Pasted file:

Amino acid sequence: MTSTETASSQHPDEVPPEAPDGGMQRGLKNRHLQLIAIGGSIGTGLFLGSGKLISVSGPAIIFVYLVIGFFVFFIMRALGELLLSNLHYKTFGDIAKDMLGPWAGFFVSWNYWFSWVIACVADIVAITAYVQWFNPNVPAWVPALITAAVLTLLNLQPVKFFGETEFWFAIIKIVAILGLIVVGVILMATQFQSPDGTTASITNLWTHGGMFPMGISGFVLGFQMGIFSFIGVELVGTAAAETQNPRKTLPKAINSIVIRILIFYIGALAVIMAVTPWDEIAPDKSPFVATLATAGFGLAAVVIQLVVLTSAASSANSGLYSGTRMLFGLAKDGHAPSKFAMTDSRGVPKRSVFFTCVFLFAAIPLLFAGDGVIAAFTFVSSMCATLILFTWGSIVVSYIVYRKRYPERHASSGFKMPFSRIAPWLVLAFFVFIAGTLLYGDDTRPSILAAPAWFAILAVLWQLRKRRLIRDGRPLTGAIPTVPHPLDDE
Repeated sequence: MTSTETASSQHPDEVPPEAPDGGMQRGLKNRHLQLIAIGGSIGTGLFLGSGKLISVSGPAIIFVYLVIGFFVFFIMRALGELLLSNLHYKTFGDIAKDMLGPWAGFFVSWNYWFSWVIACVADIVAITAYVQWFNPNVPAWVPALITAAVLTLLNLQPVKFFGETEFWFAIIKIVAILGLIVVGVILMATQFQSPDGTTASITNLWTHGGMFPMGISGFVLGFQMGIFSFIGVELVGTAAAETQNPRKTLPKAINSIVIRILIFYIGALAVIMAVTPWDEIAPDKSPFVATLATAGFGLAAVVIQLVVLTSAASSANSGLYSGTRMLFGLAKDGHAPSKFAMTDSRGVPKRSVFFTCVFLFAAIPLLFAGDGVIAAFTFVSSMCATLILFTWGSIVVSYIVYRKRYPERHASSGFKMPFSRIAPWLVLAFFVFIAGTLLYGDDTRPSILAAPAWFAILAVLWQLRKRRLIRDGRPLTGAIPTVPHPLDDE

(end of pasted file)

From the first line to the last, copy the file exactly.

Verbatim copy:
Amino acid sequence: MTSTETASSQHPDEVPPEAPDGGMQRGLKNRHLQLIAIGGSIGTGLFLGSGKLISVSGPAIIFVYLVIGFFVFFIMRALGELLLSNLHYKTFGDIAKDMLGPWAGFFVSWNYWFSWVIACVADIVAITAYVQWFNPNVPAWVPALITAAVLTLLNLQPVKFFGETEFWFAIIKIVAILGLIVVGVILMATQFQSPDGTTASITNLWTHGGMFPMGISGFVLGFQMGIFSFIGVELVGTAAAETQNPRKTLPKAINSIVIRILIFYIGALAVIMAVTPWDEIAPDKSPFVATLATAGFGLAAVVIQLVVLTSAASSANSGLYSGTRMLFGLAKDGHAPSKFAMTDSRGVPKRSVFFTCVFLFAAIPLLFAGDGVIAAFTFVSSMCATLILFTWGSIVVSYIVYRKRYPERHASSGFKMPFSRIAPWLVLAFFVFIAGTLLYGDDTRPSILAAPAWFAILAVLWQLRKRRLIRDGRPLTGAIPTVPHPLDDE
Repeated sequence: MTSTETASSQHPDEVPPEAPDGGMQRGLKNRHLQLIAIGGSIGTGLFLGSGKLISVSGPAIIFVYLVIGFFVFFIMRALGELLLSNLHYKTFGDIAKDMLGPWAGFFVSWNYWFSWVIACVADIVAITAYVQWFNPNVPAWVPALITAAVLTLLNLQPVKFFGETEFWFAIIKIVAILGLIVVGVILMATQFQSPDGTTASITNLWTHGGMFPMGISGFVLGFQMGIFSFIGVELVGTAAAETQNPRKTLPKAINSIVIRILIFYIGALAVIMAVTPWDEIAPDKSPFVATLATAGFGLAAVVIQLVVLTSAASSANSGLYSGTRMLFGLAKDGHAPSKFAMTDSRGVPKRSVFFTCVFLFAAIPLLFAGDGVIAAFTFVSSMCATLILFTWGSIVVSYIVYRKRYPERHASSGFKMPFSRIAPWLVLAFFVFIAGTLLYGDDTRPSILAAPAWFAILAVLWQLRKRRLIRDGRPLTGAIPTVPHPLDDE